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'Terrorism may still derail peace process'

By Ramananda Sengupta in Mumbai
Last updated on: October 18, 2005 21:10 IST
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Former Army Chief General Ved Prakash Malik does not agree that India and Pakistan have agreed not to let terrorism disrupt the peace process.

He was responding to questions after a powerpoint presentation on 'India's National Security Challenges' at the Mumbai University Campus in Kalina, organized by the Observer Research Foundation October 18.

General Malik, who was army chief from October 1997 to September 2000, is credited with overseeing the expulsion of Pakistani troops from Kargil in 1999.

Coverage: The Kargil Crisis

According to the general, Prime Minister Manmohan Singh had made it quite clear during his meeting with Pakistan President Pervez Musharraf on the sidelines of the UN summit in New York that terrorism could derail the peace process.

Coverage: PM at the UN

However, a joint statement released after the talks between External Affairs Minister Natwar Singh and Pakistan's Foreign Minister Khurshid M. Kasuri October 3 to review the peace process categorically states that 'The ministers reaffirmed their determination not to allow terrorism to impede the peace process.'

In his lecture, General Malik lamented the lack of discourse and debate in India about its security, both internal and external.

He began by noting that cross-border terrorism was blurring the differences between external and internal security.

According to him, while the confidence building measures with Pakistan and the declining number of terrorist incidents were positive signals, the terrorist infrastructure across the border remained.

India, by virtue of its geographic position, size, and polity, faced some unique security problems, he said. It had two nuclear armed neighbors, and the fact that most other neighbors had serious internal problems did not help.

But while internal problems among its neighbours were unlikely to dramatically affect India, any major event in India would have a fallout among its smaller neighbours, he added.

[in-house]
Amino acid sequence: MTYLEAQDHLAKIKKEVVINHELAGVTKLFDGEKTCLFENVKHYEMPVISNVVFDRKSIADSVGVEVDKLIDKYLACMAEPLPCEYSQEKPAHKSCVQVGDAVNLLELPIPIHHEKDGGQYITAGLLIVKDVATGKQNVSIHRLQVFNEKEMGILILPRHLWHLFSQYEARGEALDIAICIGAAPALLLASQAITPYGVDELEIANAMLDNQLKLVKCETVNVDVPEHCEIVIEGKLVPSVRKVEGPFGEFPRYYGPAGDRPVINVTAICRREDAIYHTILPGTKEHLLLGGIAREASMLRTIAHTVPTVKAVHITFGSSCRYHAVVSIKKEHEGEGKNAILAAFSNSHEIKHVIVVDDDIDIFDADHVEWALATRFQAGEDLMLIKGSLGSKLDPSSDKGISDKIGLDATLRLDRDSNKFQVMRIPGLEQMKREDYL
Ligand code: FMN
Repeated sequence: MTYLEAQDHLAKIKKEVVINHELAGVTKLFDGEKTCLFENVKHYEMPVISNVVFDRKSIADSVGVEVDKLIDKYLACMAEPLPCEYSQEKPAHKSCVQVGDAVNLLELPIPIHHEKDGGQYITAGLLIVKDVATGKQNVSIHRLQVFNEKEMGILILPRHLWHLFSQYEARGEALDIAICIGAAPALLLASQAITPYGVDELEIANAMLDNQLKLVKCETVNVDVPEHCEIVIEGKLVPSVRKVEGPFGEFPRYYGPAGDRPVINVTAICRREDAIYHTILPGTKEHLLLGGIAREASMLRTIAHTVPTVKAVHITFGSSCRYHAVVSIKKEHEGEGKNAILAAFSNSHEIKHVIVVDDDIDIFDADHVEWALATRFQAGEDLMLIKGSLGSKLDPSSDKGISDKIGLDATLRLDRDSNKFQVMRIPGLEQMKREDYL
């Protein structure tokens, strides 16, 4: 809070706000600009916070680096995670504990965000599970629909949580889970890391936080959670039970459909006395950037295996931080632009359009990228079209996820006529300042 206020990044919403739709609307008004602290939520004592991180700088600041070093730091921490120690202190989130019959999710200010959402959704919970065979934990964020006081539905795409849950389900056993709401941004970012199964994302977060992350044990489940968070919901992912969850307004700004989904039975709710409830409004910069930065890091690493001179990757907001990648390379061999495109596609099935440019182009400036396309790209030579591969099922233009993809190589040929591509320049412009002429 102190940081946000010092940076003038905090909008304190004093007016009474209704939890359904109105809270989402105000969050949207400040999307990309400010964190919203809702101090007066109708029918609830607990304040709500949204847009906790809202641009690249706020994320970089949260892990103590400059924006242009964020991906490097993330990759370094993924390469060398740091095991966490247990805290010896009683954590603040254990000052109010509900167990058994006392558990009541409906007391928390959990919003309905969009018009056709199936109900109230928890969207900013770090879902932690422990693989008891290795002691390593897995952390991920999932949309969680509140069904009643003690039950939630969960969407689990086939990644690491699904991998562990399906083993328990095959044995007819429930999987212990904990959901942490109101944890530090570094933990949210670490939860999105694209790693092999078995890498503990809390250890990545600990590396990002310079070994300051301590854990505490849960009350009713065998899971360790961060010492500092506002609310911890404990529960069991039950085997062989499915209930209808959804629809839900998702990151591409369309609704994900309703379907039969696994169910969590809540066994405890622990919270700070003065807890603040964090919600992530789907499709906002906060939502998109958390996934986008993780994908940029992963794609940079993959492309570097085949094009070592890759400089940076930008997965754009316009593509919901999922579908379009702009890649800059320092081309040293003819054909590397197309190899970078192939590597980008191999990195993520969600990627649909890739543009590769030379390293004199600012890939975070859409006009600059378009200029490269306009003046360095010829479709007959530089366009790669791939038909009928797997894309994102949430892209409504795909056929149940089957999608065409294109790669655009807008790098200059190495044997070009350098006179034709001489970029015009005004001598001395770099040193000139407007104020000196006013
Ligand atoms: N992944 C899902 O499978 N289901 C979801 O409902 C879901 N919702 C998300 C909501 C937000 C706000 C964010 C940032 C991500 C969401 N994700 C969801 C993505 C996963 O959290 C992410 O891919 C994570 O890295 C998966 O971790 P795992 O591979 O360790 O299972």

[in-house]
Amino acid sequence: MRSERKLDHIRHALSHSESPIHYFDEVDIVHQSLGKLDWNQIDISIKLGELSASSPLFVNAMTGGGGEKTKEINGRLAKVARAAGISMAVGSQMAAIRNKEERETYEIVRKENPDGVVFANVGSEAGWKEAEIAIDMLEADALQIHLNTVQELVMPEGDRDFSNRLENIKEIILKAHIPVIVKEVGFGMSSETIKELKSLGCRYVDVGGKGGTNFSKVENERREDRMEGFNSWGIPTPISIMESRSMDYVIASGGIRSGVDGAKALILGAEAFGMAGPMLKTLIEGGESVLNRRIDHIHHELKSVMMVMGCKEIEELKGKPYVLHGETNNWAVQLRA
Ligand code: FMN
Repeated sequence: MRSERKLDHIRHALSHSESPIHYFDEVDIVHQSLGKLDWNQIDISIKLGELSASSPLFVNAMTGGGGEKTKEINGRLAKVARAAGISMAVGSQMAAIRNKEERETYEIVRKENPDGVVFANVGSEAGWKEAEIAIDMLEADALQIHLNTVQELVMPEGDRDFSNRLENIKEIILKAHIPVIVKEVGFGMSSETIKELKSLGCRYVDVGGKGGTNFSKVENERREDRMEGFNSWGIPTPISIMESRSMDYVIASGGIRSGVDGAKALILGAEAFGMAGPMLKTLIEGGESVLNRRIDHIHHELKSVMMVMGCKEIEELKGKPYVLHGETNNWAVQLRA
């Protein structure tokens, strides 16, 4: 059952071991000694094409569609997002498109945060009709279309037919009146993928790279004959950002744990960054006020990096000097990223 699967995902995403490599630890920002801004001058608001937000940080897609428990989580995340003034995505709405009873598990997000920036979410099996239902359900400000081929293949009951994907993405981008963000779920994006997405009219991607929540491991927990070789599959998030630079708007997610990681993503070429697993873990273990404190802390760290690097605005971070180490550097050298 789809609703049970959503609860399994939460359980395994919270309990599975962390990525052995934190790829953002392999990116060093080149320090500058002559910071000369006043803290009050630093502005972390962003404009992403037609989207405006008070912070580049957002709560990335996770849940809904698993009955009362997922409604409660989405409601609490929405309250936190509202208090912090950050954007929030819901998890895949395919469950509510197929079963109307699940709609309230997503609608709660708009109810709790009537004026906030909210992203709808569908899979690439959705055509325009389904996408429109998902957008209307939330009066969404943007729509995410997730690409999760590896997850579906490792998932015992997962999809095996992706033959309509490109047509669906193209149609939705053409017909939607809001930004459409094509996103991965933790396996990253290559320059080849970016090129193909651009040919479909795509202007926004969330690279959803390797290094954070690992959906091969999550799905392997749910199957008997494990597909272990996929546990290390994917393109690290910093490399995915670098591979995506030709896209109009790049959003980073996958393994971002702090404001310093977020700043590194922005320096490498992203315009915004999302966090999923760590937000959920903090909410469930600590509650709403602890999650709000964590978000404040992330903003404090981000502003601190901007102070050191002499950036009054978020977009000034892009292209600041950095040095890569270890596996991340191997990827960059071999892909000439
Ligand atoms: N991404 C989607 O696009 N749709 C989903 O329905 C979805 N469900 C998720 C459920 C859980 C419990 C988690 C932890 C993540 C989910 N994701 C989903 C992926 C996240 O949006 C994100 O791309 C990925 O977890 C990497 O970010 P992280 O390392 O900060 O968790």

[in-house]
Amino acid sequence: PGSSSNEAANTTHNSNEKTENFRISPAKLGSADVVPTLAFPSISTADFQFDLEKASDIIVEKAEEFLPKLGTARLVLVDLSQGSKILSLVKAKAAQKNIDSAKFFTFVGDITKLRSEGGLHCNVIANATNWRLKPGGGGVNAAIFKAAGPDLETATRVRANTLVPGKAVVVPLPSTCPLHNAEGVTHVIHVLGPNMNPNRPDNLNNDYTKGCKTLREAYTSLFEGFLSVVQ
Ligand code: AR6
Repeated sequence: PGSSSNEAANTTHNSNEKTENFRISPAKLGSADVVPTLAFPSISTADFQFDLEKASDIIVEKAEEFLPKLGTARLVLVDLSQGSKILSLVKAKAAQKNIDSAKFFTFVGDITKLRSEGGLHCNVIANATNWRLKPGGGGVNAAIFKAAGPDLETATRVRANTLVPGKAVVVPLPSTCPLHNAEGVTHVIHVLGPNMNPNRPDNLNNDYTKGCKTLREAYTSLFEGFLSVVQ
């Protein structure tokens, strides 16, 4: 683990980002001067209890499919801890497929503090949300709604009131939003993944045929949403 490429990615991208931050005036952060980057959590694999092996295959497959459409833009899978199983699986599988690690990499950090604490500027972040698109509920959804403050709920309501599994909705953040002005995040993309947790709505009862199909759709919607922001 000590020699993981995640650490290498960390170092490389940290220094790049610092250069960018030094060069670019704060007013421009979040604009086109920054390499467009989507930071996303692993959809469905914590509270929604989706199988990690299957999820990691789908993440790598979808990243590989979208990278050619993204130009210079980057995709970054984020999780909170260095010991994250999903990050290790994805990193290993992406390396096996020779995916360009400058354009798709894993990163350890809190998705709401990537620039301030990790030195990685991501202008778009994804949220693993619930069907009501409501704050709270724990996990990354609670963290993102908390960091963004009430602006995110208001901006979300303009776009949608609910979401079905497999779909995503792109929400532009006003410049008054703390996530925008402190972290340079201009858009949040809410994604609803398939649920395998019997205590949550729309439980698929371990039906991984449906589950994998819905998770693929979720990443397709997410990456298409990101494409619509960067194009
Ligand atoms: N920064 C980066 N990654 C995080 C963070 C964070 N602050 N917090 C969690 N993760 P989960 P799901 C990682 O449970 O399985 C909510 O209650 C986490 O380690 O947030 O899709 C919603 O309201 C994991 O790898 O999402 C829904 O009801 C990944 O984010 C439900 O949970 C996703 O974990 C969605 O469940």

He felt that by going nuclear, India had ensured that China would hesitate before taking on India militarily. While Sino-Indian relations had been warming up of late, he noted the military ties between Beijing and Pakistan were obviously not in India's interest.

Turbulence in nations like Nepal and Bangladesh led to migration into India, which also imposed a strain on the country, he said.

Interspersing his presentation with quotes from Mahatma Gandhi and Rajiv Gandhi, among others, he said the government needed to ensure that the army was called out to quell internal law and order problems only as a last resort. But for the police to function effectively, it had to be delinked from political pressures, he added.

Other issues he touched upon included energy and water security, and the unfair distribution of benefits. While people in Maharashtra might complain about their tax money being paid to benefit Bihar, unless the lesser developed states were brought into the mainstream the fissures would continue to cause strife in the country, he warned.

Noting that the mushrooming population had started showing signs of slowing down, he said one of India's major strengths was that a huge chunk of its population was still young. While Western nations were trying to pay for the growing needs of its elderly population, India still had a huge chunk of people in the working age group.

As far as external issues were concerned, he said any signs of a weak or unstable India would lead its neighbours to look to China.

The meeting was moderated by the director of the Mumbai Nehru Center and former city police chief Satish Sahney.

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Ramananda Sengupta in Mumbai